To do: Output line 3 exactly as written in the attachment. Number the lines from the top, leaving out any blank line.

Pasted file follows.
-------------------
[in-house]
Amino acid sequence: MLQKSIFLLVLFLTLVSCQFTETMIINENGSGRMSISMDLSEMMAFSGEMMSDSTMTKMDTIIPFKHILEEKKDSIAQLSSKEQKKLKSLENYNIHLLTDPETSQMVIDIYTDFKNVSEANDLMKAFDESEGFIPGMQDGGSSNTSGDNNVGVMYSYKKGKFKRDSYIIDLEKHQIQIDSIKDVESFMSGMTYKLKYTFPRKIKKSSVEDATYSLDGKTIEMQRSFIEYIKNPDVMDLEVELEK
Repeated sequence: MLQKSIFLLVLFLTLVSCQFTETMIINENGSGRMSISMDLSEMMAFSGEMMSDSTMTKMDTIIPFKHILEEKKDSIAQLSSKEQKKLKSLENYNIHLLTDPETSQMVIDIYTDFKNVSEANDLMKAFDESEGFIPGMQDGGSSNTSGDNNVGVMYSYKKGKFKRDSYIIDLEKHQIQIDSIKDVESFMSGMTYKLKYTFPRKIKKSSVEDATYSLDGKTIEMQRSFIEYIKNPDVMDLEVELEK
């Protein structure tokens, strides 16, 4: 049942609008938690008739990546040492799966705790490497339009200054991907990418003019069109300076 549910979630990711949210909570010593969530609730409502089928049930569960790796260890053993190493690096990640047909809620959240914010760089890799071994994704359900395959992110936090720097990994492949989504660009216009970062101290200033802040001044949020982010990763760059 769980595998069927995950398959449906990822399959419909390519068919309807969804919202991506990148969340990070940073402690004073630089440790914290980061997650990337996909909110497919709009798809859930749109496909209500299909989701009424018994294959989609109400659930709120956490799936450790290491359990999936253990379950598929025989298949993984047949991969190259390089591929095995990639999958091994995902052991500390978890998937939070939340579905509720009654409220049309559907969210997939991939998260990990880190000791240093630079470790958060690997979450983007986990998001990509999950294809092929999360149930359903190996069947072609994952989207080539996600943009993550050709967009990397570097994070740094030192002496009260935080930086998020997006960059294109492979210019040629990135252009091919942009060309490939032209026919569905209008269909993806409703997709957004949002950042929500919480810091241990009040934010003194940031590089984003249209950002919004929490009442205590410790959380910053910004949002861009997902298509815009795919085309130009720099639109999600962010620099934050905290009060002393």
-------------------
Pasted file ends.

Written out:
Repeated sequence: MLQKSIFLLVLFLTLVSCQFTETMIINENGSGRMSISMDLSEMMAFSGEMMSDSTMTKMDTIIPFKHILEEKKDSIAQLSSKEQKKLKSLENYNIHLLTDPETSQMVIDIYTDFKNVSEANDLMKAFDESEGFIPGMQDGGSSNTSGDNNVGVMYSYKKGKFKRDSYIIDLEKHQIQIDSIKDVESFMSGMTYKLKYTFPRKIKKSSVEDATYSLDGKTIEMQRSFIEYIKNPDVMDLEVELEK